When we were looking to upgrade our martech stack, there were so many systems and tools available that it was difficult to decide which to bring into our ecosystem. It took careful thought and planning to ensure we were selecting technologies that would help us achieve our objectives and integrate with our other systems. But it was worth the effort because a connected martech stack not only improves efficiencies; it also enables marketers to get a more holistic view of customers, leading to more effective marketing activities and ultimately a better CX.

Innovation: It’s about people, culture and intelligence
Innovation is increasingly important for marketers, especially in product industries where marketing has a growing role in product development. Driving greater marketing innovation comes down to a number of elements. First, you need people with the right skills and capabilities, including data and analytics experience. They’re in high demand, so if you can’t hire the right people, develop the capabilities in-house by retraining your existing talent. We have found that it’s worth the effort, because a more data-driven approach can provide a clearer view of marketing effectiveness and unleash new, innovative marketing initiatives.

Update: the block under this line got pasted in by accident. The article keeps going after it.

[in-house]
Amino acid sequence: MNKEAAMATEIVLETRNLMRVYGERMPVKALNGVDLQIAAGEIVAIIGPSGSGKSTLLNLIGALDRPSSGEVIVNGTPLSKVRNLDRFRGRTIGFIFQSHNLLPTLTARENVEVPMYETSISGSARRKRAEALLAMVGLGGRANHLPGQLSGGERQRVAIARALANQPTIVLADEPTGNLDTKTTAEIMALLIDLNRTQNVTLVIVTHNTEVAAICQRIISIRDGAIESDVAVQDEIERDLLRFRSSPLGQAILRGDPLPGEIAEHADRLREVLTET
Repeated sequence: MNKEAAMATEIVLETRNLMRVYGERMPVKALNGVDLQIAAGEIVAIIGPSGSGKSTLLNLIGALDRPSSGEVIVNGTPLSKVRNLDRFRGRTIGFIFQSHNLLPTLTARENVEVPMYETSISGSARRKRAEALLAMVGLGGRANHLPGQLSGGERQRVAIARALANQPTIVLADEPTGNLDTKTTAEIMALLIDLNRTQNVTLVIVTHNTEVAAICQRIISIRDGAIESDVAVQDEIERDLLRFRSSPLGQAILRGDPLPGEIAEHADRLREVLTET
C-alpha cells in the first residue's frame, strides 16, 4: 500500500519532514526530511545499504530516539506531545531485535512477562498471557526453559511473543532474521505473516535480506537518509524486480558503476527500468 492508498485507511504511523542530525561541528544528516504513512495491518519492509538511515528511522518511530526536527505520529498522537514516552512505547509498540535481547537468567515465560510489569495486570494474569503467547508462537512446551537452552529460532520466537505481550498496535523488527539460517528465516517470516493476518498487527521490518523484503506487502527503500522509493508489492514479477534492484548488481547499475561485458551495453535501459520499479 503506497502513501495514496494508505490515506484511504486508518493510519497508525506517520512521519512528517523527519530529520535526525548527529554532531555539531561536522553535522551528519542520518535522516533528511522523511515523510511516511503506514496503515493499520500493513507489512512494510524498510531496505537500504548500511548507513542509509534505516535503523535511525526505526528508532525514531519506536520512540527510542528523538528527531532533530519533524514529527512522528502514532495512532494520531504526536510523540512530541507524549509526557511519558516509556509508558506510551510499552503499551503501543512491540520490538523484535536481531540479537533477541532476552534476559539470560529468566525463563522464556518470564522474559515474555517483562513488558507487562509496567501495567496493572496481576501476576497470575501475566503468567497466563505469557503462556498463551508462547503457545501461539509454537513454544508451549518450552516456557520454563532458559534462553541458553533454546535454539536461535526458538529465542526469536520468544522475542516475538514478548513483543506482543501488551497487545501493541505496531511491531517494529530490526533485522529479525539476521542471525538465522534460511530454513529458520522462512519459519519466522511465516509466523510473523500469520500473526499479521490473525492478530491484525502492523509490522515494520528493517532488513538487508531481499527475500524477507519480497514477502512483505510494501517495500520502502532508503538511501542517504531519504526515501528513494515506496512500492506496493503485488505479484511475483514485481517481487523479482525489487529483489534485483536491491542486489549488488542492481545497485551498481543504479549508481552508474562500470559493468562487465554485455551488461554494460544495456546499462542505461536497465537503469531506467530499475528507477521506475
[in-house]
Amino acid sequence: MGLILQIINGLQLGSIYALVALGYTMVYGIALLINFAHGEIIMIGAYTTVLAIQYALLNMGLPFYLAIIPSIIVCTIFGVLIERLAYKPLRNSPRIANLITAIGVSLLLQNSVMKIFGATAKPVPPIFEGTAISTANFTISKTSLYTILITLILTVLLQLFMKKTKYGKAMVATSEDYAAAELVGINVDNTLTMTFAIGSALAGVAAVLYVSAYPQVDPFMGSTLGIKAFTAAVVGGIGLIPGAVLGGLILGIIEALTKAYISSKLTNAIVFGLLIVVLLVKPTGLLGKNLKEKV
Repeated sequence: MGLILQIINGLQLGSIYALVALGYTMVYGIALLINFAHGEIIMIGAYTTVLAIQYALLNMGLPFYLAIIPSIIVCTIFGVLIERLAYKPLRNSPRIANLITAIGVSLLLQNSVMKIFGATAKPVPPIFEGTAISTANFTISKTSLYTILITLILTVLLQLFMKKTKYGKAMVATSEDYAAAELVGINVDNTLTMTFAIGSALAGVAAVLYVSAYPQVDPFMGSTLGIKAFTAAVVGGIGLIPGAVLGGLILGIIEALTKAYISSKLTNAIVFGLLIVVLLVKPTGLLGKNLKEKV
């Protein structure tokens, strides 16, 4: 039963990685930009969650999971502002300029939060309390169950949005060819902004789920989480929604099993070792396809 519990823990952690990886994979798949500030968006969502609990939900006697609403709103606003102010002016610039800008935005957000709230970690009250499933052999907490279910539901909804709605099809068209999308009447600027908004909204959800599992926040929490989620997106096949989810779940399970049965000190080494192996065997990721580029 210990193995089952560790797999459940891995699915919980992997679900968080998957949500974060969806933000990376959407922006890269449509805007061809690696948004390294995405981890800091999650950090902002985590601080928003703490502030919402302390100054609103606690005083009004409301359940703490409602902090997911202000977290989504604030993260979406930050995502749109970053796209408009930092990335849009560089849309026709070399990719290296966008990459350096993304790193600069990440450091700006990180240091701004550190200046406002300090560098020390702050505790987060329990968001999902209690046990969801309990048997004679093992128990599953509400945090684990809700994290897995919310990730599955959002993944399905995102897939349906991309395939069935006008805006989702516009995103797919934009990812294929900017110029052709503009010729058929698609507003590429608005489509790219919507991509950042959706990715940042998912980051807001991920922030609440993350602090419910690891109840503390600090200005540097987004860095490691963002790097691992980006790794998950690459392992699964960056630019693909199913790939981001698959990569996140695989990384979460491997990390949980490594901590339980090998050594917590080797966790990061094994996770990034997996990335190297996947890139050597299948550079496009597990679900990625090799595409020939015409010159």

Innovation is also a matter of culture. Developing a culture of innovation isn’t easy and can’t be a one-time activity. However, starting small can provide momentum to encourage more innovative thinking. For example, we recently launched a marketing innovation program to help get our team thinking differently. The result was a wide range of ideas, including new ways to develop creative assets, improve the sales and marketing partnership, and further automate the lead process, which allows our people to focus on more innovative and creative activities. A number of these initiatives are now being implemented and will become business as usual for us.

New technologies like predictive analytics and machine learning provide intelligence that can drive marketing innovation. In our research, more than 90% of marketing executives said they’re currently investing or planning to invest in predictive analytics in the next three years. And 82% are investing in speech/text/image recognition analysis and processing, which can be used with social media and unstructured data inputs that could help better measure awareness marketing, which is typically hard to track. The insight gained from these new technologies can also help us adjust our strategy and plans, stopping things that aren’t working well and increasing our effort on activities that are more effective.

Become future ready now
Given today’s speed of change, being ready for what comes next is essential for successful marketing organizations. A good place to start is by asking a few key questions:

  • Are you focusing on both customer experience and employee experience in equal measure?
  • Are you modernizing and infusing intelligence into your marketing processes and technology to give you a more holistic, predictive view of customers?
  • Are you willing to change your culture to incorporate innovation into your marketing organization’s lifeblood?

Are you ready? I’d be interested in hearing your ideas about how to make today’s marketing organization future ready now – drop your comments below.

Click on over to learn more about how today’s enterprises can be future ready now.